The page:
Tool #2: Shiver Technique
The second tool we teach is the Shiver technique. This tool utilizes shoulder contact versus an attacking blocker. Mastering this skill gives our linebackers an aggressive approach to using shoulder contact to turn the shoulders of a blocker. This technique can be used in box or spill situations as long as the defender has leverage of his gap. Similar to the Shock technique, we’ll use the fit to start progression to teach the Shiver technique. Below are key buzzwords that will trigger fundamental aspects for this technique.
Description: Creating power with near leg contact.
Description: The motion of placing the near shoulder on the near chest plate of the blocker while violently lifting the forearm vertically.
Description: An imaginary line two yards behind the blocker that we are trying to finish through.
Shiver Technique Drills
The first drill in the progression is Fit Shiver. This is a fit drill with the purpose to develop the lift aspect after shoulder contact. We will set up the drill with a shield holder and a defender in a fit position facing each other. The defender will have his near leg up with his shoulder fit on the near half of the shield. On the coach’s whistle, the defender will power step with his near foot while utilizing the flipper to execute a Shiver. Outside of the power step and flipper coaching cue, we must stress running through a line two yards behind the blocker. If done explosively, an athlete will see the shield holder’s body turn on contact.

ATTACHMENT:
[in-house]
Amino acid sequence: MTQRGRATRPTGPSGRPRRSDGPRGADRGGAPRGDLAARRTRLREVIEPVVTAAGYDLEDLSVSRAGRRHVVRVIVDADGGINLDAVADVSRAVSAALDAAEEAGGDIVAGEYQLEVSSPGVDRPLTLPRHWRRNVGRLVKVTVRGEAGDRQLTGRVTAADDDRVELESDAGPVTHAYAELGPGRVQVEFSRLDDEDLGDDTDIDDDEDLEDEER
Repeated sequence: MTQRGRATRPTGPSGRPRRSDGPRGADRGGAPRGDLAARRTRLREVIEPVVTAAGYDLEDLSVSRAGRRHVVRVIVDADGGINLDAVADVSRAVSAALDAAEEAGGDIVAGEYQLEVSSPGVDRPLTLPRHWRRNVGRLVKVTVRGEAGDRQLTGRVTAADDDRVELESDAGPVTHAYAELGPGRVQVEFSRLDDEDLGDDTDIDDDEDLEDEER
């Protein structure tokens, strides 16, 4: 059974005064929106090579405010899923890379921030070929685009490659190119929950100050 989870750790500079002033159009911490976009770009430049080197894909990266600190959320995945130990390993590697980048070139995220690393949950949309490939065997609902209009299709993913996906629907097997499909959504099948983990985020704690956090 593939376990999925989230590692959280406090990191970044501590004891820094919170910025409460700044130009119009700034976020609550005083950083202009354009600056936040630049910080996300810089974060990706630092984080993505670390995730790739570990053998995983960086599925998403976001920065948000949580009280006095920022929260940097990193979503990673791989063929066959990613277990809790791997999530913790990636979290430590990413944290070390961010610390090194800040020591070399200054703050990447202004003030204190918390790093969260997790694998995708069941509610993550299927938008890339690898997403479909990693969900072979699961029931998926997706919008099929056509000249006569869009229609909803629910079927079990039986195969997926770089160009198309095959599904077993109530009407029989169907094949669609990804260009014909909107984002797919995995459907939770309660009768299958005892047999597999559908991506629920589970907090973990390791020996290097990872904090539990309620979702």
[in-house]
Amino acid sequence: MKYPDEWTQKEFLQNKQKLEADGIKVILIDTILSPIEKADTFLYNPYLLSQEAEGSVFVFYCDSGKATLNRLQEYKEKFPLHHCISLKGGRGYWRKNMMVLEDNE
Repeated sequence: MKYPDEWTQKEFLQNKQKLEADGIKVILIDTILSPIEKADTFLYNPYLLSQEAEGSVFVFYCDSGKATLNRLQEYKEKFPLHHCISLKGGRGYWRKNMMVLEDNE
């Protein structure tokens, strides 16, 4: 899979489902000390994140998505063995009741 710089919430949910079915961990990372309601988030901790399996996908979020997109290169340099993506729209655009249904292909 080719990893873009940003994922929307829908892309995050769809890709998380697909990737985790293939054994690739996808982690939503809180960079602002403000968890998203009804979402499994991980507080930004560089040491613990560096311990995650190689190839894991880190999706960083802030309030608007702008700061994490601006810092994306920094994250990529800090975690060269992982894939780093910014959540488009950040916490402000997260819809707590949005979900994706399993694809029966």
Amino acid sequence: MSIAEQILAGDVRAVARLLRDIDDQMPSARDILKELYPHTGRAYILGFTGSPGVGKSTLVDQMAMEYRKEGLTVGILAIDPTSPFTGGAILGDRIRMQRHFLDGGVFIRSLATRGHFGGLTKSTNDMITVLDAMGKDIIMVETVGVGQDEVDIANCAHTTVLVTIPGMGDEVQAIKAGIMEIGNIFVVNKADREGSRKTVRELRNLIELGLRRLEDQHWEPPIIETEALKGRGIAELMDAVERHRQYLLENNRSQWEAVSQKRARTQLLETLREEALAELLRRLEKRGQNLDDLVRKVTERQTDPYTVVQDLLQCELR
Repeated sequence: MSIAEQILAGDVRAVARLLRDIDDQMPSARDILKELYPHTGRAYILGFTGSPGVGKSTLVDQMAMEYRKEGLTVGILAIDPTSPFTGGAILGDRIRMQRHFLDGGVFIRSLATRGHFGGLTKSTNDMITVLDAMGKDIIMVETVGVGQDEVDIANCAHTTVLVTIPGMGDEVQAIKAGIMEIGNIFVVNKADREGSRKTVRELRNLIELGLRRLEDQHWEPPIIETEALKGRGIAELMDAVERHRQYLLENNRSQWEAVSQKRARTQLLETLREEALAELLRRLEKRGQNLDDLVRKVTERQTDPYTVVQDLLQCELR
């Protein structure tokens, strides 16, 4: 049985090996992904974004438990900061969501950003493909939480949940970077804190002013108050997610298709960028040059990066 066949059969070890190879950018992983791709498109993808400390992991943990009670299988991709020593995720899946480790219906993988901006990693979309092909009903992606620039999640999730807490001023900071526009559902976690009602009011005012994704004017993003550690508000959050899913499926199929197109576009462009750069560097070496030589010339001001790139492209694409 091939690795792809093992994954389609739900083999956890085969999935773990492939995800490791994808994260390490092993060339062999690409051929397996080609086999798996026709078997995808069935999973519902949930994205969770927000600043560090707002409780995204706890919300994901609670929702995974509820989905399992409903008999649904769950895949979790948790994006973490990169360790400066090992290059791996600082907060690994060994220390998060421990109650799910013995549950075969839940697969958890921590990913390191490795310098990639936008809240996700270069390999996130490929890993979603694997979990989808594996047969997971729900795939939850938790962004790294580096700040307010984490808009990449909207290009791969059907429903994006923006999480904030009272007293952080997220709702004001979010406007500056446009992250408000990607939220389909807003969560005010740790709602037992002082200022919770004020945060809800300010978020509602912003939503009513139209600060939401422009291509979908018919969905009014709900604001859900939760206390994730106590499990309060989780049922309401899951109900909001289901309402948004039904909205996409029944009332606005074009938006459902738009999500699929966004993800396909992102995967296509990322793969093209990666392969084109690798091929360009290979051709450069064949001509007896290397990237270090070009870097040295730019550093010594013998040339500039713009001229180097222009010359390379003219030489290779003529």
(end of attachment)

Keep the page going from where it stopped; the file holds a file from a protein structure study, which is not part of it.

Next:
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The next drill in the progression is Near Shiver. The purpose of this drill is to promote a power step before saluting a flipper. The drill will be set up with a shield holder one yard away from a defender with his outside leg up in a stagger. The stagger should roughly be heel to toe with the base no wider than shoulder width apart. He should not be in a sprinter stance! On the coach’s whistle, the defender will push off his front foot and drive a power step into the ground while executing a Shiver. Our coaching cues are the same as the previous drill, but we must stress the location of where the power step plants into the ground. The power step needs to plant inside the near foot of the blocker. Stressing this step location will create explosive power.
The final drill in the progression is Shiver. This drill is designed to execute the Shiver technique at full speed simulating Saturday football. In this drill, we will have a shield holder and defender aligning four yards away from each other, with the defender in a linebacker stance. We do not want a stagger in the stance. This will give us another opportunity to coach the starts. On the coach’s whistle, the shield holder will walk forward while the defender executes a Shiver. We want to stress running through and turn the shoulders of the blocker.
Thomas Rebholz is entering his fourth season on the Oilers coaching staff in 2018 and will serve as the linebackers coach and co-defensive coordinator. Rebholz came to the Oilers after five years at California University (Pa.). While with the Vulcans, Rebholz served as a safeties coach and assisted with the development of four all-conference safties. Prior to Cal U, Rebholz served as an assistant coach at the University of Pikeville (Ky.). He also previously served as a graduate assistant with Duquesne in 2008. While with the Dukes, he worked with the tight ends and assisted with the strength & conditioning program. A native of Pittsburgh, Rebholz joined the Vulcans after being a four-year letterman at rival IUP from 1998-2001. As a senior, he received the Tim Singel Program Award (formerly the Coaches Award). Following his playing days with the Crimson Hawks, he was a student assistant at IUP in 2002 before coaching as an assistant at Gettysburg in 2003.